The response-time scaling considered here is a function of the basal friction
exponent

Fixing the horizontal scale, i.e., going along

Requiring the response-time scaling law (Eq.

Carrying out a dimensional analysis of the stress balance in SSA and the
equation of mass conservation we derive ice-sheet scaling conditions for the
vertical and horizontal length scales, the response time and the relevant
physical parameters which determine ice-sheet behavior
(Eqs.

Specifically, we find that the scaling relations derived for the SSA in flow
line (Eqs.

Our analysis also shows that although the full SSA accounts for both
horizontal dimensions there can only exist one timescale

To non-dimensionalize the SSA stress balance we introduce scales for
ice-sheet length, thickness and response time without assuming typical numerical
values for these scales. We thus do not neglect further terms in the SSA
stress balance by comparing orders of magnitudes of acting stresses

The presented scaling conditions can provide rules in the design of model
setups for numerical simulations as well as laboratory experiments to obtain
parameter sets that leave the ice-sheet geometry (shape and extent)
unchanged. For instance, a doubling of the basal-friction parameter under
identical surface mass balance requires the ice softness to be reduced to 1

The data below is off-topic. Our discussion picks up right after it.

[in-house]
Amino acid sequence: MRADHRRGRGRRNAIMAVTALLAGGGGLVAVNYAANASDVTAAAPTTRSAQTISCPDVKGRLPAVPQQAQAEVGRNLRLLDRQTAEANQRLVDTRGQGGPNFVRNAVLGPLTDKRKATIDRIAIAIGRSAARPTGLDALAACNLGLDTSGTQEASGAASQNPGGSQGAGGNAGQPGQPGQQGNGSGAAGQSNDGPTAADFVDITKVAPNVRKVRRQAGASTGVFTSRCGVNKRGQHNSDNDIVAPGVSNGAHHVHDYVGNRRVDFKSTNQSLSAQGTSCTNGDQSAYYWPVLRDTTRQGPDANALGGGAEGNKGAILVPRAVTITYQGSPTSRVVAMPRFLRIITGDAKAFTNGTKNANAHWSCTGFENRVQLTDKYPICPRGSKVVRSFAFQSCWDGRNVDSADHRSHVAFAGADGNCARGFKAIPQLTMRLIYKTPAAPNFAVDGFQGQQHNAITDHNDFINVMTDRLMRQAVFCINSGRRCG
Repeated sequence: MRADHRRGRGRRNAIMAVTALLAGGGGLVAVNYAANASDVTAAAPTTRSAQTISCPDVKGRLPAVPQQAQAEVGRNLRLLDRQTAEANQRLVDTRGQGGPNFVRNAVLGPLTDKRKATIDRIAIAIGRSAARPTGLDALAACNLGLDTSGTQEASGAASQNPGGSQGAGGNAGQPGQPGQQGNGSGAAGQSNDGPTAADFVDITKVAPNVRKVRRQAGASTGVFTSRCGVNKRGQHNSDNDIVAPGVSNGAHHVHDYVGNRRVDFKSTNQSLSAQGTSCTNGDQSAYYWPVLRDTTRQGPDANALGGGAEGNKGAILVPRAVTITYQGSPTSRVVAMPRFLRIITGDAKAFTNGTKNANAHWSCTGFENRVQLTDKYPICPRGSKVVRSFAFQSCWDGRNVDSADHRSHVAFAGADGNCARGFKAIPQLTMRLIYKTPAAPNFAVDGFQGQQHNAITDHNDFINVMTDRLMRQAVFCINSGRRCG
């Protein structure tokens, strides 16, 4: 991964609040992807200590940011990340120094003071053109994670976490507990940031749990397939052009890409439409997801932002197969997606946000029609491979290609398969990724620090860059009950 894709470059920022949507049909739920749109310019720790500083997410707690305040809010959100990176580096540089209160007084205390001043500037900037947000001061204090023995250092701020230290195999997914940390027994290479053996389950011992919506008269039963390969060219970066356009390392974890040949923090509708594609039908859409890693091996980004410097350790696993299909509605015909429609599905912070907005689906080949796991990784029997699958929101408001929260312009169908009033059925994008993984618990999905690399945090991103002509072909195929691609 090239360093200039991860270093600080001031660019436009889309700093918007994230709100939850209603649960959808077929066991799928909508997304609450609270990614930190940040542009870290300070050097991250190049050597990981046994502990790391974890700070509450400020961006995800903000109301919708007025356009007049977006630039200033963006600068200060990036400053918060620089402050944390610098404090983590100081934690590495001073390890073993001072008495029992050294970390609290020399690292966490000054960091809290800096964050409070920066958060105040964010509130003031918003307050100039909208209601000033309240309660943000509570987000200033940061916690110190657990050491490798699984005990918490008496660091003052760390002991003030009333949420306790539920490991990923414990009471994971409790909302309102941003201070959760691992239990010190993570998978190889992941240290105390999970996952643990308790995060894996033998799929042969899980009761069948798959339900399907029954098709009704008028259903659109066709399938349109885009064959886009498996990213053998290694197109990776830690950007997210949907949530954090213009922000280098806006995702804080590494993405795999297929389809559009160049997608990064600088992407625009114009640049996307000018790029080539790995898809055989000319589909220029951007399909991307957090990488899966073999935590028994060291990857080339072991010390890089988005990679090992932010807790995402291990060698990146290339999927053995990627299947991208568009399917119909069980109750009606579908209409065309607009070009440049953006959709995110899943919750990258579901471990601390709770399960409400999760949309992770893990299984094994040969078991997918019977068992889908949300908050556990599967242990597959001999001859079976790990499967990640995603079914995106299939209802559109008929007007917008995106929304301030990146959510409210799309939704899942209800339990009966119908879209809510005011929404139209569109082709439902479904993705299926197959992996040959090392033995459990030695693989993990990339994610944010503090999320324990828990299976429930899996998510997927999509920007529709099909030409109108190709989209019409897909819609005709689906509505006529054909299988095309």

For the numerical simulations conducted in this study we apply parameter
configurations that halve the geometric scale in horizontal and/or vertical
direction with respect to the reference. The resulting ice-sheet response
times range over 3 orders of magnitude (see Table

In contrast to the flow-line configuration the three-dimensional setup
inherently accounts for the buttressing effect in the initial steady-state
simulation due to the presence of a confined ice shelf

To analytically investigate the implications of geometric scaling for the
ice-sheet response time we make the simplifying assumption of identical basal
friction (

Assuming a relation between the horizontal and vertical scale of the form

In place of prescribing basal friction, the assumption of identical surface
mass balance (

Our approach includes several assumptions (shallow stress balance, isothermal ice, choice of sliding law, parameter constraints) and thus simplifies the problem of ice flow. At the same time it allows for the fundamental scaling analysis conducted here which incorporates the relevant physics of fast ice flow and results in scaling conditions that relate important physical parameters of an ice sheet to each other. A similitude analysis based on a less simplified stress balance than the one used here would certainly better account for the complexity of real-world systems, but that is beyond the scope of the current study. All statements on the ice-sheet scaling behavior made here therefore need to be considered in light of the idealized character of the underlying simplified SSA stress balance.

The SSA is of vertically integrated form and thus in particular does not
account for variations of ice-sheet velocity within the ice column. The
assumption of uniform ice softness further reduces complexity, neglecting the
dependency of the ice softness on ice temperature, which typically varies in